It did not matter that oil prices then tanked, taking the economy further into recession. It has mattered instead that the country has borrowed against future earnings up to a point where current earnings clearly are not able to support our debt service needs, while still leaving something for our daily requirements. It is possible to argue that because of the long lag between when infrastructure investment is completed and when they begin to drive productivity improvements, the positive pass through from the huge debt portfolio will take some time to show up in national output numbers.
But that is to suggest that our borrowing thus far has been part of a programme. Since we do not know what became of the transition committee’s report, this line of thought demands that we ask what blueprint the government has been running on. This question is not as academic as it sounds. Next year, domestic output growth will still be as dependent on the global oil market as it was in 1970. In other words, nearly four years of the Buhari administration has left the Nigerian state materially unchanged. Promised reforms to the public sector (including early hopes of implementing the Oronsaye report) have been binned. Inflation continues to erode the people’s purchasing power. Even as the ratio of job seekers to new jobs multiplies.
Some have argued that Mr. Buhari’s mandate was not to resuscitate the economy. Instead it was to do battle against corruption… It was that at no point in the playing out of the respective dramas did he provide insight into his thinking on the matter, nor the kind of leadership that assured the country that it was no longer business as usual.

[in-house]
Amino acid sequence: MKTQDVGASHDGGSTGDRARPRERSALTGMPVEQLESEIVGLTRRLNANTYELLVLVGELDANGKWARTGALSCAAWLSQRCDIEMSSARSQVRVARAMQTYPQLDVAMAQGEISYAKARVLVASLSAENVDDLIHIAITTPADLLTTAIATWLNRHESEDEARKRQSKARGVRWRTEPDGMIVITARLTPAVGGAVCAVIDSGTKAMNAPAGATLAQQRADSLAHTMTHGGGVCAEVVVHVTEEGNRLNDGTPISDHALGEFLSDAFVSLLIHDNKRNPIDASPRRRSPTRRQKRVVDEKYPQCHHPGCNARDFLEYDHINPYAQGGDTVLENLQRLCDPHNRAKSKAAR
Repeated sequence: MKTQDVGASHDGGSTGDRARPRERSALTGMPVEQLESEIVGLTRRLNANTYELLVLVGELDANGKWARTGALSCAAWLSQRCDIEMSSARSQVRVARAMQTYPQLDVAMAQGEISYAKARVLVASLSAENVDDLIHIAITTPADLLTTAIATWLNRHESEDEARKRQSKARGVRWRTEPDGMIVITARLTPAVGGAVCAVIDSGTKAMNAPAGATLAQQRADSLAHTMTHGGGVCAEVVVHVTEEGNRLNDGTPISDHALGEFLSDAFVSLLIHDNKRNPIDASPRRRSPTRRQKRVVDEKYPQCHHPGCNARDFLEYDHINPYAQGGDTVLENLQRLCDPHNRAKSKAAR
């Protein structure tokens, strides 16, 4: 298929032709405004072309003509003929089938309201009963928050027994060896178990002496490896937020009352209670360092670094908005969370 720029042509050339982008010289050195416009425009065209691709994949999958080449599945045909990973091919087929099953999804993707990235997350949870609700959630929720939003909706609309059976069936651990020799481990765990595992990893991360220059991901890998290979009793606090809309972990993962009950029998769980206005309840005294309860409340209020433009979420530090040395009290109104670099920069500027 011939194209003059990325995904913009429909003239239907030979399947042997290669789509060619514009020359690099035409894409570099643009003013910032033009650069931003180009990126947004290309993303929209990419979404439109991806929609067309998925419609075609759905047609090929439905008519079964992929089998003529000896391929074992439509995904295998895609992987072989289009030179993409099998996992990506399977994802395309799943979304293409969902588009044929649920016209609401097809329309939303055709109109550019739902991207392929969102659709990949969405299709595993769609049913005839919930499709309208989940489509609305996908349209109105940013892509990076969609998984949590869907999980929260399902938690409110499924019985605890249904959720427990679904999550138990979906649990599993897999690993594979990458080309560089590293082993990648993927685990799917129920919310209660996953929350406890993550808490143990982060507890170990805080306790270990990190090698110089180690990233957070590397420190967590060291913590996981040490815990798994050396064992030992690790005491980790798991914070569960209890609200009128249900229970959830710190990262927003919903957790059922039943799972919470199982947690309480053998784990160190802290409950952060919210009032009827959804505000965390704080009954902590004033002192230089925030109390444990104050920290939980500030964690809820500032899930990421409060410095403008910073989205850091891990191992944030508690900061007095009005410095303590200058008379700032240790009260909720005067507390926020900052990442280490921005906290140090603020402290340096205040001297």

Confronted by these numbers, boosters of the Buhari administration are wont to bandy facts that prove that the last PDP administration was no better. So much for moral equivalence, and the many fallacies that support it! For if we turfed the Jonathan government out on the strength of that record, it behoves us to visit similar action on the incumbent president. Two other fiascos do not reassure. “Nigeria Air” was a national embarrassment that questioned the national capacity for planning ― if not our general aversion to ethical behaviour. And then there was the controversy in 2015, when most commentators were sure that the Central Bank of Nigeria (CBN) was in breach of its own statutes, having lent to the federal government more money that year than 5 per cent of the prior year’s revenue. There are cads who now claim that the CBN’s failure to publish its annual report and accounts for that year owe to its reluctance to document a fraud.
Some have argued that Mr. Buhari’s mandate was not to resuscitate the economy. Instead it was to do battle against corruption. But then there was Babachir David Lawal (and his lawn mowing skills) and Kemi Adeosun (and her certificate scandal). It was not so much that these happened under our incorruptible leader’s watch. It was that at no point in the playing out of the respective dramas did he provide insight into his thinking on the matter, nor the kind of leadership that assured the country that it was no longer business as usual.
For these reasons and a lot more, I will not be voting for Mr. Muhammed Buhari next year. In kicking out the current national leadership, we may not get the vote right next year (as we obviously failed to do in 2015). But Nigeria deserves a healthier, more knowledgeable, and more inclusive leader if we are really to make a decent fist of governance in our rapidly-changing and technologically-demanding world.